My Development Workstation

May 24, 2020

I am quite frugal with my spending, and I spend quite a lot of time trying to identify the best value equipment. This post explains my current software development workstation and links to where the equipment I have selected can be purchased.

As I am not a gamer, all of the decisions I have had to make have focused entirely on improving my efficiency developing.

Luckily, I built my computer just before the United Kingdom entered lockdown due to COVID-19. I have noticed that the price of a lot of the items that I purchased creating this workstation has since increased by quite a bit. I imagine that this is because the pandemic has caused a shortage in supply and an increase in demand for many computing components.

my development workstation


The processor that I selected was the AMD Ryzen 5 3600. Multiple CPU benchmarking websites showed that it offered the best performance within my budget range by some margin. As this is not a gaming computer, reliability is more of a concern than overclocking and the stock CPU cooler is more than sufficient.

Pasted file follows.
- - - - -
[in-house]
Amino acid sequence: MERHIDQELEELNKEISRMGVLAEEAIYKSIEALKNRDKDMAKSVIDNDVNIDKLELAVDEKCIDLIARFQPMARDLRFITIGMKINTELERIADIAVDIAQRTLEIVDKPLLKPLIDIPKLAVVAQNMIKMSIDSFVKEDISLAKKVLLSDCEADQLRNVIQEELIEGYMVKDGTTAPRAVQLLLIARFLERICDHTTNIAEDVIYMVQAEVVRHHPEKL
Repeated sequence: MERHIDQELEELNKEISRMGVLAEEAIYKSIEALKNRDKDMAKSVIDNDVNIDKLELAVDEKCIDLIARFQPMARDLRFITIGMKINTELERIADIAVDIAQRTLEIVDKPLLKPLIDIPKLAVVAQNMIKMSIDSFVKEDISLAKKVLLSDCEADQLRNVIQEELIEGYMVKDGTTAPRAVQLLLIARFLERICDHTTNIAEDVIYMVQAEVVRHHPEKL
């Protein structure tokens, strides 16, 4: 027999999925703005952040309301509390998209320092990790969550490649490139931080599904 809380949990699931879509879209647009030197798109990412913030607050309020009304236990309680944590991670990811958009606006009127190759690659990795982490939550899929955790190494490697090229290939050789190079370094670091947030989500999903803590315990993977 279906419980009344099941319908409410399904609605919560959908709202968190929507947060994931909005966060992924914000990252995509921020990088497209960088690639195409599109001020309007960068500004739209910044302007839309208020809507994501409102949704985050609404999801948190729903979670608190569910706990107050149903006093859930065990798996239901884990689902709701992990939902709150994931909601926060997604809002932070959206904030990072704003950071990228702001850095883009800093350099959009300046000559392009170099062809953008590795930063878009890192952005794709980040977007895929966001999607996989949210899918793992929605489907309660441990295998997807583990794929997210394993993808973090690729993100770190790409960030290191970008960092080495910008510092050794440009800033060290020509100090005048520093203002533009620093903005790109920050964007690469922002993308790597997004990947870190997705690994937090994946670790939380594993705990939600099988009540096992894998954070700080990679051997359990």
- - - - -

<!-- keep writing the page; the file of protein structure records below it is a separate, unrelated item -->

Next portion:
I spent a bit of time trying to establish whether the B450 TOMAHAWK MAX motherboard was compatible with the CPU that I had selected. There was some chatter on forums about have to update the BIOS of the motherboard to get it to work. I did not have to do this, and the system posted and booted first time without issue.

When selecting an SSD, I nearly got caught out buying one with a SATA interface rather than an NVMe interface. SSDs are so fast that they are limited by the SATA bus speed, so you get a big chunk of extra performance for not very much money if you purchase one with an NVMe interface. The SSD that I chose was the WD Blue SN550 500GB NVME.

The RAM kit that I selected was the Termaltake Toughram Z-One RGB 16GB DDR4 3600MHz. I chose 16GB because 32GB felt like overkill and I know that I can always upgrade later if required. It took a bit of time to settle on 3600MHz, but it felt like that was the number that hit the price performance sweet spot I was looking for. I wanted RGB RAM because I knew I was buying a case with a glass panel.

The power supply was probably the component I was least interested in. I ended up selecting the Termaltake Litepower 550W PSU because it was good value and the reviews suggested the cables were good quality.